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Asian Spine J > Volume 16(2); 2022 > Article
Kato, Terada, Niwa, and Yamada: Response to: Risk Factors Affecting Cage Retropulsion into the Spinal Canal Following Posterior Lumbar Interbody Fusion: Association with Diffuse Idiopathic Skeletal Hyperostosis
Dear Editor,
We thank the author for their interest in our manuscript [1], and we would like to reply to their comments:
1. Did the location of cages (anterior/posterior) and undersized/lesser height cages have any effect in your study on cage retropulsion as reported by other authors [2]?
Response: Sagittal cage position (distance between the cage center and the disc center/caudal endplate distance) showed a negative value in 12 of our 15 cage retropulsion cases, and the average cage length was 21.8±1.66 mm. The average negative value was -0.086±0.035 in the 12 cases, and the average value was -0.062±0.059 in the 15 cases overall. An undersized cage (cage height–preoperative disc height=negative value) was recognized in seven of our 15 cage retropulsion cases; average cage height was 8.4±0.98 mm and average preoperative disc height was 10.97±1.28 mm. The average undersized cage value was -2.54±1.26 mm in seven cases, and the average value (cage height–preoperative disc height) was -0.62±2.22 mm in the 15 cases overall. The previous report referenced showed a negative value for sagittal cage position, and undersized cage was a risk factor for posterior cage migration following transforaminal lumbar interbody fusion [2]. Therefore, these were possible risk factors for cage retropulsion into the spinal canal following posterior lumbar interbody fusion (PLIF) in our study.
2. Does the rod system used in the study was titanium or polyether ether ketone (PEEK)? What is the author’s recommendation from these two and does it have any effect on outcome [3]?
Response: The rod systems used in our study were all titanium rods, and I have never used a PEEK rod system before. In my opinion, rod material does not affect cage retropulsion into the spinal canal. Because PEEK rods were not associated with the risk of adjacent segment disease after posterior instrumented fusion in the lumbar spine [3], rod materials such as titanium or PEEK therefore probably do not affect the disc space, and I recommend the titanium rod for usability.
3. What was the status of interbody fusion after single or double cage, did the number of cages alter the time and quality of fusion, and did the delayed fusion also contribute to delayed retropulsion?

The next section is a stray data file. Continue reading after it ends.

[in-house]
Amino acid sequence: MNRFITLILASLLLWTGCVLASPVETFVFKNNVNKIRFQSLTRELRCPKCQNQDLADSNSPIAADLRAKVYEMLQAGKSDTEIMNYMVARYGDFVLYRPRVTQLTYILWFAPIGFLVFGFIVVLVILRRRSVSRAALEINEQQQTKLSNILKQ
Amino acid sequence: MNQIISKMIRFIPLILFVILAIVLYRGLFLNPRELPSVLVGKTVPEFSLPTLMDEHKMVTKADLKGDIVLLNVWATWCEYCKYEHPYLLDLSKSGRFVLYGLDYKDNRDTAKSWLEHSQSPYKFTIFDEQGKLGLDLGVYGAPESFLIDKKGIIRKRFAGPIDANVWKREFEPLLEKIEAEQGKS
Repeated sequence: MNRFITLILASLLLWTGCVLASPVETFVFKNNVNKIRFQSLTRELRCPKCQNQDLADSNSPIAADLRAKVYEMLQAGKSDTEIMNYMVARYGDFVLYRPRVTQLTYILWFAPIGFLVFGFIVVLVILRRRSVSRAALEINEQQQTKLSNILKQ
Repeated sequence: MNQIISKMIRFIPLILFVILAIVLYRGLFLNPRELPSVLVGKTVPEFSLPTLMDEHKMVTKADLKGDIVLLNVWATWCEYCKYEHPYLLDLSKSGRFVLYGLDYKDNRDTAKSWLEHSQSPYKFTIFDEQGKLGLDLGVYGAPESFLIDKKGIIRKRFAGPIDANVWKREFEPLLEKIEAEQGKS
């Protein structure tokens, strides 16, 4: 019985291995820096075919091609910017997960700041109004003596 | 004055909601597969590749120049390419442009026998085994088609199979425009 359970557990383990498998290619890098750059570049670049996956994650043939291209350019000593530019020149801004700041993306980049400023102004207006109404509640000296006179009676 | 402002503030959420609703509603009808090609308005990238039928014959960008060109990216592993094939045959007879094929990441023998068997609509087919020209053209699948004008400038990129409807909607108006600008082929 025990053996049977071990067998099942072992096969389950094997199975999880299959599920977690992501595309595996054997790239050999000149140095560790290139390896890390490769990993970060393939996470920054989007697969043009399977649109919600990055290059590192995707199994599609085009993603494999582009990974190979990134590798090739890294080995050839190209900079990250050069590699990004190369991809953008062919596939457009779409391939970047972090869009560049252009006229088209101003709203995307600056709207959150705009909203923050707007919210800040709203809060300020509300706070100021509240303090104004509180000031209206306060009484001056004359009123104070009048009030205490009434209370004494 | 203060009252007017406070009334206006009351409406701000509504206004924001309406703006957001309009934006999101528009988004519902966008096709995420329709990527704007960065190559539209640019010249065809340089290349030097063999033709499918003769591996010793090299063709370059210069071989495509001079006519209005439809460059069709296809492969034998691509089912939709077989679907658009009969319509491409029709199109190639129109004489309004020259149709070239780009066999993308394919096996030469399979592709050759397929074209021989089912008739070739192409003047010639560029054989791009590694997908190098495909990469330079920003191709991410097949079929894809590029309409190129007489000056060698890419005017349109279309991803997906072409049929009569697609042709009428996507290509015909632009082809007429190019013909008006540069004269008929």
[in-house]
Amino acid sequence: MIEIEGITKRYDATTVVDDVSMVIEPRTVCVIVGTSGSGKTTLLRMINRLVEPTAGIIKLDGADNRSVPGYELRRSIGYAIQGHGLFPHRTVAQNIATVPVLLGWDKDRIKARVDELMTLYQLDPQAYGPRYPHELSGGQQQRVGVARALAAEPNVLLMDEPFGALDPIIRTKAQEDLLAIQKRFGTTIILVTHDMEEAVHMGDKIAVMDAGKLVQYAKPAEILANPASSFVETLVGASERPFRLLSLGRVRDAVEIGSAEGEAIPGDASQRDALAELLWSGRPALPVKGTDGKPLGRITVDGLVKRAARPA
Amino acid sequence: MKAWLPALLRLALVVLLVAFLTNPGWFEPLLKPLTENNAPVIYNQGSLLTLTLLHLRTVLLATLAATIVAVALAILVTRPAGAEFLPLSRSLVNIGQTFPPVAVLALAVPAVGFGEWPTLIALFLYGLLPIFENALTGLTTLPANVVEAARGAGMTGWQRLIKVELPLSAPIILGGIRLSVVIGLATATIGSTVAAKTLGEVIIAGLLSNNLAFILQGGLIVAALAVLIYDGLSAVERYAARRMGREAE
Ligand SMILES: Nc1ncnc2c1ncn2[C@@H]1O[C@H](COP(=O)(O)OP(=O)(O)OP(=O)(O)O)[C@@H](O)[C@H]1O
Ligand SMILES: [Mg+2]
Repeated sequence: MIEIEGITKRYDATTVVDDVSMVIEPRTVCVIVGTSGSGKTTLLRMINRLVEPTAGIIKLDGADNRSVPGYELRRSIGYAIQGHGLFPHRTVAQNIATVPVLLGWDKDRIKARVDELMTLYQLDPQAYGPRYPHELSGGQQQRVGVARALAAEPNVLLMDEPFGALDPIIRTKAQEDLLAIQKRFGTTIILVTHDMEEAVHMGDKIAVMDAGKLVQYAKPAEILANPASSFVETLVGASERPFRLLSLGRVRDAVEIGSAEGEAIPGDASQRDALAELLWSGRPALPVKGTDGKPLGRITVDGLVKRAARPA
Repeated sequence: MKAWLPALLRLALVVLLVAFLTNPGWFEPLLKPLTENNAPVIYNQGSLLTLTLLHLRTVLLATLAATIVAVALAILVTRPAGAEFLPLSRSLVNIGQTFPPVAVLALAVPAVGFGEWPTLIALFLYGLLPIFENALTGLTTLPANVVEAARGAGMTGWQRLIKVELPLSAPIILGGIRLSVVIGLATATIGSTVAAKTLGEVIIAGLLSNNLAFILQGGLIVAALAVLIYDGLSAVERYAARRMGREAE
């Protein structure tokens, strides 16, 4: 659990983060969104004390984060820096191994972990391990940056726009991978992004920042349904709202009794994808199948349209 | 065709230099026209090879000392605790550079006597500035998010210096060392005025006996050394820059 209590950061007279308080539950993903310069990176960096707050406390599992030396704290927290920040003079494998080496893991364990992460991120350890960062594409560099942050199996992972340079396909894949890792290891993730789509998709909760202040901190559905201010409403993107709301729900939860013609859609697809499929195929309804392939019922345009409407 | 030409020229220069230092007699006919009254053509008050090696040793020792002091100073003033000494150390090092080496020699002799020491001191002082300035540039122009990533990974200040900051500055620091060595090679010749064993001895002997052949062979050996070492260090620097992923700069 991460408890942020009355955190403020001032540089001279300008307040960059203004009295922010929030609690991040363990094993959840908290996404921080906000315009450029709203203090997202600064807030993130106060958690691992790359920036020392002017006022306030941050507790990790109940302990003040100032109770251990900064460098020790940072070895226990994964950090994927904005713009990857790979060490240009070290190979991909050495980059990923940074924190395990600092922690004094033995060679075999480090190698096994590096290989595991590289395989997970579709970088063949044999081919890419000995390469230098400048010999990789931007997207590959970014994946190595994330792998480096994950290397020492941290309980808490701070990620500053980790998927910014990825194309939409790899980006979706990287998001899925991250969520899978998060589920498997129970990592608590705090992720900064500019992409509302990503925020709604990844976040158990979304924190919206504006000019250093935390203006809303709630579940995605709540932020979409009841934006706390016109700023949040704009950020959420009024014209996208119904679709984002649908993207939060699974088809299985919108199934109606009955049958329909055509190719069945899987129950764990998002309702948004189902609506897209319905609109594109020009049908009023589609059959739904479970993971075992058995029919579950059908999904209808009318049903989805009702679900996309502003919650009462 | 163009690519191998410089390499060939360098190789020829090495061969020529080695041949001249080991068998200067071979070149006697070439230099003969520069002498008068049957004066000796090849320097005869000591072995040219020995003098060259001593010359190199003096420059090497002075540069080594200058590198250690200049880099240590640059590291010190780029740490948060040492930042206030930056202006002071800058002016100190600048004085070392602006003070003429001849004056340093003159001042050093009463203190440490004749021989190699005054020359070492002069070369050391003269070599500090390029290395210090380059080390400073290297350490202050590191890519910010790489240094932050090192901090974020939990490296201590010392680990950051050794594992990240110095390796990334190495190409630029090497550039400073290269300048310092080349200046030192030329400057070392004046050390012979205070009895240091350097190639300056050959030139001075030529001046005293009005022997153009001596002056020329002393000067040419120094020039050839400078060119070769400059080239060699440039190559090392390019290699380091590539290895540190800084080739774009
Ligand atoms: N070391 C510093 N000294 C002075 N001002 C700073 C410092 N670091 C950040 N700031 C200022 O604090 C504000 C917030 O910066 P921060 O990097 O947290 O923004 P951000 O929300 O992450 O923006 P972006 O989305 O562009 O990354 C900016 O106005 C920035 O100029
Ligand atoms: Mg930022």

Response: In the 15 cage retropulsion cases, interbody fusion was recognized in three of the four cases with a single cage and in eight of the 11 cases with a double cage. At 1 year postoperatively, reconstruction computed tomography (CT) showed similar results for interbody fusion in the single- and double-cage cases. Cage retropulsion occurred early (<1 month postoperatively) in all four singlecage cases, and interbody fusion was not recognized in the one case requiring no revision surgery. However, cage retropulsion was delayed (2–3 months postoperatively) in two double-cage cases. These two cases required no revision surgery, and interbody fusion was recognized in only one case.
4. Do the authors suggest using a double cage even in poor overall condition patients, as a single cage was associated with more incidences of retropulsion in this study [4]?
Response: A single cage compared to a double cage was a risk factor for cage retropulsion into the spinal canal following PLIF in our study. However, the rates were not significantly different for revision surgery and interbody fusion between the single- and double-cage cases in the 15 cage retropulsion cases. Therefore, we suggest that the overall condition of the patient takes priority over all surgical methods for PLIF.
5. The same size cage was used in this study at the time of revision surgery. Does the use of a bigger size cage make any difference, as suggested by a few authors [2]?
Response: Information from the referenced report indicates that an undersized cage (cage height–preoperative disc height=negative value) may require changing to a bigger size cage during revision surgery in cage retropulsion cases [2]. Moreover, an undersized cage should be avoided to prevent cage retropulsion into the spinal canal following PLIF.

Conflicts of interest

No potential conflict of interest relevant to this article was reported.

References

1. Kato S, Terada N, Niwa O, Yamada M. Risk factors affecting cage retropulsion into the spinal canal following posterior lumbar interbody fusion: association with diffuse idiopathic skeletal hyperostosis. Asian Spine J 2021 15:840–8.
crossref pmid
2. Hu YH, Niu CC, Hsieh MK, Tsai TT, Chen WJ, Lai PL. Cage positioning as a risk factor for posterior cage migration following transforaminal lumbar interbody fusion: an analysis of 953 cases. BMC Musculoskelet Disord 2019 20:260.
pmid pmc
3. Hirt D, Prentice HA, Harris JE, et al. Do PEEK rods for posterior instrumented fusion in the lumbar spine reduce the risk of adjacent segment disease? Int J Spine Surg 2021 15:251–8.
crossref pmid pmc
4. Aoki Y, Yamagata M, Nakajima F, Ikeda Y, Takahashi K. Posterior migration of fusion cages in degenerative lumbar disease treated with transforaminal lumbar interbody fusion: a report of three patients. Spine (Phila Pa 1976) 2009 34:E54–8.
pmid


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